Major technical and procedural advances have transformed coronary balloon dilatation as initially performed by Grùntzig1 into a safe, reliable, efficacious, predictable, and durable therapy involving implantation of drug-eluting coronary stents.2 At the same time, procedures have remained minimally invasive and patient friendly. Patients presenting with acute myocardial infarction or other unstable coronary syndromes are best treated with early percutaneous intervention. Patients with complex lesions who were traditionally referred for bypass surgery have progressively more often been treated with stents, including those with complex bifurcation stenosis, chronic coronary occlusion, left main stenosis, or multiple diseased vessels. Currently, the main limitation of stented angioplasty no longer relates to technical feasibility, but rather its ability to address extensive and diffuse CAD such as is seen in patients with diabetes, with worse outcomes reported in this context than with surgery.3,4 There seems to be a limit to the number of stent implants, ie, the epicardial vessel length that is covered by metal, beyond which outcomes start to degrade. With the emergence of fully bioresorbable scaffolds,5 this last frontier may be crossed in the near future (scaffolds are fully biodegradable drug-eluting stents that disappear within a few years after implantation). Today, however, the anatomical extent and severity of CAD is the frontier, and the borders are defined by the upper tertile of the SYNTAX score (SYNergy between percutaneous coronary intervention with TAXus and cardiac surgery).3,6 This score qualifies the anatomical extent of the disease using coronary angiography, and identifies patients with extensive disease who should be recommended for bypass surgery rather than implantation of multiple permanent stents.7

Percutaneous revascularization has greatly benefited from advances in adjunctive medical therapies. Antithrombotic and antiplatelet drugs have reduced periprocedural and in-hospital stent thrombosis rates to 1%-3%. Late stent thrombosis rates have decreased with use of the newer-generation drug- eluting stents to the extent that long-term dual antiplatelet therapy (beyond 6 months) may no longer be required.8,9 As a result, antiplatelet drug prescriptions and secondary prevention regimes are now driven by the disease indications, rather than the device.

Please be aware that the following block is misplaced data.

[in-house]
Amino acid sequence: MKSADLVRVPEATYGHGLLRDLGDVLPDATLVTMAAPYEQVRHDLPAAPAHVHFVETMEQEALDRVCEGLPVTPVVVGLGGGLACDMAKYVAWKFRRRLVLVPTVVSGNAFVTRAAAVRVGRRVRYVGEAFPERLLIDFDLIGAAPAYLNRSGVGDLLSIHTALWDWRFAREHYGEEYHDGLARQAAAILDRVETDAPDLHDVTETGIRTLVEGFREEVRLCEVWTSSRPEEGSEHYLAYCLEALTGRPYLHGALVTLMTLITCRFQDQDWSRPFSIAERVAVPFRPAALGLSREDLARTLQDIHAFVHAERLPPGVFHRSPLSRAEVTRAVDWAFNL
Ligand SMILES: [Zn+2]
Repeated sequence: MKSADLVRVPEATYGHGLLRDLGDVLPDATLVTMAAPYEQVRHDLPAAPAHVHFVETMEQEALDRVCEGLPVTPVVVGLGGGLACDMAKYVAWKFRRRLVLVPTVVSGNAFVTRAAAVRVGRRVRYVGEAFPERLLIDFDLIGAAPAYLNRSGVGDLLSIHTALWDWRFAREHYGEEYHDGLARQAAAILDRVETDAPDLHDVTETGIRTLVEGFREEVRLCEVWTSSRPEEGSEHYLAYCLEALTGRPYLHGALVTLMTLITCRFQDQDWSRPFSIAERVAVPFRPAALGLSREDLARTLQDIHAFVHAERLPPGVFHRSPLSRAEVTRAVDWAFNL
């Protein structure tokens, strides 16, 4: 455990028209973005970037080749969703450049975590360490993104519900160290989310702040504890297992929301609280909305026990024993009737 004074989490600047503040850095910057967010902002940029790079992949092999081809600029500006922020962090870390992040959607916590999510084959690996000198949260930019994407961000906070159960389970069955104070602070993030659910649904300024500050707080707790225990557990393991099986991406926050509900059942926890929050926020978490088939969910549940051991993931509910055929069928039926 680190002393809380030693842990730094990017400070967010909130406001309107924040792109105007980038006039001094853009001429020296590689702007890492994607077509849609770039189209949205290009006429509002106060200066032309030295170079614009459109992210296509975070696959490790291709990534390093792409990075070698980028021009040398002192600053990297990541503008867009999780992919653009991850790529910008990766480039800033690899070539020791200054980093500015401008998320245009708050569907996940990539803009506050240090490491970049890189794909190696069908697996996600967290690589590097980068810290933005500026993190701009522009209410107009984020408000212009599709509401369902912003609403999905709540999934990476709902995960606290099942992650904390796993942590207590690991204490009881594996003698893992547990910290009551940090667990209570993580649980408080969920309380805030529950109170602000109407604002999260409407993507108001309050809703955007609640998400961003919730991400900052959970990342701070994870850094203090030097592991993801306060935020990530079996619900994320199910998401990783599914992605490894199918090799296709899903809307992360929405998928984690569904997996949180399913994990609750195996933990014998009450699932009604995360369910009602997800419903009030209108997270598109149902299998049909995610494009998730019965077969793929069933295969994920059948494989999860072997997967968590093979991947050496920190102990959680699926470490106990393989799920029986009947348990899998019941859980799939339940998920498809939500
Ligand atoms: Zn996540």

In this context, percutaneous revascularization using stented angioplasty has become the first-choice mode of therapy in many clinical and anatomical situations. Because of all of the aforementioned, it comes as no surprise that stents represent the dominant mode of revascularization, constantly exceeding the annual number of bypass procedures performed since the late 1990s.

Evidence and evolving practice patterns

The evidence base for stent implantation in patients with stable CAD is derived from randomized clinical trials, large propensity- matched observational registries, and their meta-analyses.7 Only 2 studies have shown a mortality benefit, both of which included patients with recent myocardial infarction.10,11 In one of these studies by Jeremias et al, after excluding patients with myocardial infarction from their meta-analysis, the authors still reported evidence for reduced mortality (hazard ratio, 0.82; confidence interval, 0.68-0.99).11 Data consistently show an improvement in symptoms with use of stent implantation, but for the most part, no reduction in hard outcome events: no benefit of percutaneous revascularization over medical treatment with respect to mortality, nonfatal periprocedural myocardial infarction, or the need for repeat revascularization.7